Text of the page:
Study highlights the urgent need to adapt urban areas to cope with floods, droughts and heat waves
Major British cities, including Glasgow, Wrexham, Aberdeen and Chester, could be much more affected by climate change than previously thought, according to new research.
The study, conducted by the University of Newcastle, looked at changes in floods, droughts and heat waves in all European cities using all climate models.
Looking at the impact for the year 2050-2100, the team produced results for three possible outcomes: low, medium, and high impact scenarios.
But even the most optimistic case showed that 85% of UK cities with a river, including London, would face increased flooding.
In the high impact scenario, some cities and towns in the UK and Ireland could see the amount of water per flood as much as double. The worst hit is Cork, which could see 115% more flood water, while Wrexham, Carlisle, Glasgow and Chester could see increases of more than 75%.
The increase in the severity of the expected impact came after the team, in the first of its kind, examined all three climate hazards together in the largest study of its kind ever conducted.
After about three years of analyzing data in hundreds of cities in Europe, they found that each result was worse than previously thought.
Wrexham, Carlisle, Glasgow, Aberdeen, Derry and Chester were the UK cities and towns most affected by river flooding, and Dublin, Cork and Waterford were the worst in Ireland.
All 571 cities studied saw a worsening in heat waves, and the high-impact scenario predicted that southern Europe would experience droughts 14 times worse than current ones.
Lead author Selma Guerreiro said: “Although southern European regions are adapted to cope with droughts, this level of change could be beyond the breaking point.
"Additionally, most cities have significant changes in more than one hazard, highlighting the substantial challenge cities face in managing climate risks."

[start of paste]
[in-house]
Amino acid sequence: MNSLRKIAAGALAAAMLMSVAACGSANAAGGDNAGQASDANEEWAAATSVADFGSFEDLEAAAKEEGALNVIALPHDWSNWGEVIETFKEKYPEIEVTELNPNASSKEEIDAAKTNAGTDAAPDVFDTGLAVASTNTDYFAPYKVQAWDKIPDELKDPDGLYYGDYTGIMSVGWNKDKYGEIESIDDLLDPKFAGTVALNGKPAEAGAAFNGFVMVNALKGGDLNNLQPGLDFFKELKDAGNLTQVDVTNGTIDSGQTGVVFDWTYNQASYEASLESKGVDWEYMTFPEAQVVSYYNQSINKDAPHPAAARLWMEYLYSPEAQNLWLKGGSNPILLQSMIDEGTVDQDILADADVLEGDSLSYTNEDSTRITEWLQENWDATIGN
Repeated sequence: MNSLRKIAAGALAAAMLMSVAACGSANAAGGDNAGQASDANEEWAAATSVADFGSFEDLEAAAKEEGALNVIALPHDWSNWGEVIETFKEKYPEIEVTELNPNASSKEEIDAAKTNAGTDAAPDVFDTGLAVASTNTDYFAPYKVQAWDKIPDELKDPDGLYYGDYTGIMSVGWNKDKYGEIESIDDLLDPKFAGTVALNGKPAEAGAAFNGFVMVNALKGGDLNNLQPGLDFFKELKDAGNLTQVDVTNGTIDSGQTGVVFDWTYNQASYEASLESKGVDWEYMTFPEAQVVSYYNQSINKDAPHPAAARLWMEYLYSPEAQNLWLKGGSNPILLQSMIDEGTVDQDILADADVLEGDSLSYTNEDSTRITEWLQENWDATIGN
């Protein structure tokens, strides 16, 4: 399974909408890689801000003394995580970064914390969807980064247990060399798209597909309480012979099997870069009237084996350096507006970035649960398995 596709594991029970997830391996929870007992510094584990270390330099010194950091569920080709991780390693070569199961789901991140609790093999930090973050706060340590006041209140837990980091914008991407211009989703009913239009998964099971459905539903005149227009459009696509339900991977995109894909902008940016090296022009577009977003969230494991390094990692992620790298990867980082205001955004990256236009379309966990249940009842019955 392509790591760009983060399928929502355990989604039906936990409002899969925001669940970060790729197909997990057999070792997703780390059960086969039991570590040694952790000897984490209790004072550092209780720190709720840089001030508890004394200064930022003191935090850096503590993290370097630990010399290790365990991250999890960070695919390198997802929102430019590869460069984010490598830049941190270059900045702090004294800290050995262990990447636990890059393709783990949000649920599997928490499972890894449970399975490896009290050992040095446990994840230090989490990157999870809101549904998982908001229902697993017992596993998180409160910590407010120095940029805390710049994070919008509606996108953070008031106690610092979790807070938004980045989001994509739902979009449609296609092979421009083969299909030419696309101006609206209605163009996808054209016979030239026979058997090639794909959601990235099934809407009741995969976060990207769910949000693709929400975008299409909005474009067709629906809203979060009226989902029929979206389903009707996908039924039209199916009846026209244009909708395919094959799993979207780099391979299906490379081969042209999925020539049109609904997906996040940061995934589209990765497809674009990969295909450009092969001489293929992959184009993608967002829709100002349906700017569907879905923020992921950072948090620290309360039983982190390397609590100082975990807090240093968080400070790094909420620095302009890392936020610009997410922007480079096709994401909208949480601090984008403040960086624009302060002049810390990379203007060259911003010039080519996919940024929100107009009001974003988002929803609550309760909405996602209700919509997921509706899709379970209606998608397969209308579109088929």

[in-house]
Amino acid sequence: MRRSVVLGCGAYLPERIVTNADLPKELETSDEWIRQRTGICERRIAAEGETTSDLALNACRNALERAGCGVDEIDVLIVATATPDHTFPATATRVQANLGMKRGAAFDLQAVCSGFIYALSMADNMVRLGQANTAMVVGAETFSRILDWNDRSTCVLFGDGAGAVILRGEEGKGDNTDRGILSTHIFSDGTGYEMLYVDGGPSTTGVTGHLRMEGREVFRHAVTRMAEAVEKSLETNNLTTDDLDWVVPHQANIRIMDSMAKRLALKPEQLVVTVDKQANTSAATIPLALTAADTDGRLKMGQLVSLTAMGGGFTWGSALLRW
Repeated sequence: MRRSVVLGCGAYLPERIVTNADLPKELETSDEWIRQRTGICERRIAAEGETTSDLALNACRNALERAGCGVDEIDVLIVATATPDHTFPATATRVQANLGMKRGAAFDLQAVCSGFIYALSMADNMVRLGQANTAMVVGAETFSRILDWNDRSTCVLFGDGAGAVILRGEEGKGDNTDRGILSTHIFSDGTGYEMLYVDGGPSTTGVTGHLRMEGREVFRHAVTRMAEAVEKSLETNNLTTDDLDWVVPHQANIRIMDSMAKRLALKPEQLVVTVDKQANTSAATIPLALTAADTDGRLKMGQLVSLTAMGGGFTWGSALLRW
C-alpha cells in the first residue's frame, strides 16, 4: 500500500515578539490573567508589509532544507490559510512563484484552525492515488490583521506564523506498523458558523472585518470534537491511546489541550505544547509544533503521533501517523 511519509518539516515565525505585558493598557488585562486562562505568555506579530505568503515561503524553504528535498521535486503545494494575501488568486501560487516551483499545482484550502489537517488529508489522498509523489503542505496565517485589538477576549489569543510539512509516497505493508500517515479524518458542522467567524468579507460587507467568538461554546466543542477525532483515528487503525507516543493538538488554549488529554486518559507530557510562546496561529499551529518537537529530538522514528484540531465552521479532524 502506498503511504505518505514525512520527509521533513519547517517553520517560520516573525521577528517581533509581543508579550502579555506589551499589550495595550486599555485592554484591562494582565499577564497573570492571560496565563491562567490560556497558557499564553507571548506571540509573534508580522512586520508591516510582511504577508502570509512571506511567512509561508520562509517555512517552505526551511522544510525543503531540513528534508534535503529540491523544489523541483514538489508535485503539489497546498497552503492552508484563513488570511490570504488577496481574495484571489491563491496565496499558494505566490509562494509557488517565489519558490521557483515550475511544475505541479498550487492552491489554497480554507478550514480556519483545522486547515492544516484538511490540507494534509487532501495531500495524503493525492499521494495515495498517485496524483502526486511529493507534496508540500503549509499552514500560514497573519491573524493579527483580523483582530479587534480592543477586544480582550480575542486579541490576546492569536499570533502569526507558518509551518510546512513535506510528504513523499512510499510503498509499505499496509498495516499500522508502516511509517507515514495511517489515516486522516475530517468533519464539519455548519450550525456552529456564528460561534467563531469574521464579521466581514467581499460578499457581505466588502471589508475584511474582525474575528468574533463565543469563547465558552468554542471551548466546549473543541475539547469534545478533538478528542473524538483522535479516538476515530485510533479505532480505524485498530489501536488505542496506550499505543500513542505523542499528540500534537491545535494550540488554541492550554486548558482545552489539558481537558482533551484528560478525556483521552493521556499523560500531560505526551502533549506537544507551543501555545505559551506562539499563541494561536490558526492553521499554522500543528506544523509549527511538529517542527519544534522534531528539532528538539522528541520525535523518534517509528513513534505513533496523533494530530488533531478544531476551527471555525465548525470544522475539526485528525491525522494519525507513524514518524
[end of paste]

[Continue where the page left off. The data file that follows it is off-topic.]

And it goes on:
While southern European cities saw the largest increase in the number of heat wave days, Central European cities saw the largest temperature rise during heat waves, ranging from 2 ° C to 7 ° C for the low scenario and 8 ° C to 14 ° C for the high scenario.
A co-author, Professor Richard Dawson, said: “The research highlights the urgent need to design and adapt our cities to cope with these future conditions.
“We are already seeing firsthand the implications of extreme weather events in our capital cities.
“In Paris, the Seine rose more than four meters above its normal water level. And as Cape Town prepares for its taps to run dry, this analysis highlights that such weather events are feasible in European cities as well.
Published in the journal Environmental Research Letters, the research found that the European capitals hardest hit by the floods were Dublin, Helsinki, Riga, Vilnius and Zagreb.
In the high-impact scenario, several European cities saw increases of more than 80% in peak river flows.
Stockholm and Rome could see the biggest increase in the number of heat wave days, while Prague and Vienna could see the biggest increase in maximum temperatures during heat waves.
Lisbon and Madrid are in the main capital cities for increases in the frequency and magnitude of droughts, while Athens, Nicosia, Valletta and Sofia could experience the worst increases in both drought and heat waves.
Next month, the United Nations Intergovernmental Panel on Climate Change will hold its first scientific conference on cities and climate change, after recognizing the important role that appointments should play in tackling climate change.
More than 75% of the EU population currently lives in urban areas, and this percentage is expected to increase to 82% by 2050.
And the impact is already being felt, as between 1998 and 2009 floods in Europe caused 1,126 deaths and at least € 52 billion in insured economic losses.
Dawson, who is on the conference's scientific steering committee, said: “A key goal for this conference is to bring together and catalyze action by researchers, policy makers and industry to address the urgent issue of preparing our cities, their populations, buildings and infrastructure for climate change “.
The team used projections from all available models associated with the RCP8.5 high emissions scenario, implying a 2.6C to 4.8C increase in global temperature.
They found that the British Isles have some of the worst overall flood projections, with the high scenario predicting that half of UK cities could see at least a 50% increase in peak river flows.
Original article (in English)